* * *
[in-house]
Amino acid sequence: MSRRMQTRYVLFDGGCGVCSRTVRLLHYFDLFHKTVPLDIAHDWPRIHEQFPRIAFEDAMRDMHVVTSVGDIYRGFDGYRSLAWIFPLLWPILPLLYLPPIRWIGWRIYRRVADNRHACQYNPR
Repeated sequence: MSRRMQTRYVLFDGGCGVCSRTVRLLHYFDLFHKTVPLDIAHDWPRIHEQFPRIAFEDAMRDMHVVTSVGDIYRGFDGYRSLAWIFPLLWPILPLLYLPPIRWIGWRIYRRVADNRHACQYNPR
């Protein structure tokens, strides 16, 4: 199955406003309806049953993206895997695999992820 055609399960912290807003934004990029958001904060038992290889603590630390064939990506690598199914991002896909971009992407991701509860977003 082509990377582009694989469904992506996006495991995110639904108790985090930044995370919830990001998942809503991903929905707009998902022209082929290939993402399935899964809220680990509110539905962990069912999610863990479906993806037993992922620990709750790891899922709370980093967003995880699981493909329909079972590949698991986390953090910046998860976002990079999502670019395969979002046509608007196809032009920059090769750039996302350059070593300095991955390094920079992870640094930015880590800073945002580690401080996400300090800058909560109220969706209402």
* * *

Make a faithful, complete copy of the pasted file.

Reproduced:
[in-house]
Amino acid sequence: MSRRMQTRYVLFDGGCGVCSRTVRLLHYFDLFHKTVPLDIAHDWPRIHEQFPRIAFEDAMRDMHVVTSVGDIYRGFDGYRSLAWIFPLLWPILPLLYLPPIRWIGWRIYRRVADNRHACQYNPR
Repeated sequence: MSRRMQTRYVLFDGGCGVCSRTVRLLHYFDLFHKTVPLDIAHDWPRIHEQFPRIAFEDAMRDMHVVTSVGDIYRGFDGYRSLAWIFPLLWPILPLLYLPPIRWIGWRIYRRVADNRHACQYNPR
């Protein structure tokens, strides 16, 4: 199955406003309806049953993206895997695999992820 055609399960912290807003934004990029958001904060038992290889603590630390064939990506690598199914991002896909971009992407991701509860977003 082509990377582009694989469904992506996006495991995110639904108790985090930044995370919830990001998942809503991903929905707009998902022209082929290939993402399935899964809220680990509110539905962990069912999610863990479906993806037993992922620990709750790891899922709370980093967003995880699981493909329909079972590949698991986390953090910046998860976002990079999502670019395969979002046509608007196809032009920059090769750039996302350059070593300095991955390094920079992870640094930015880590800073945002580690401080996400300090800058909560109220969706209402």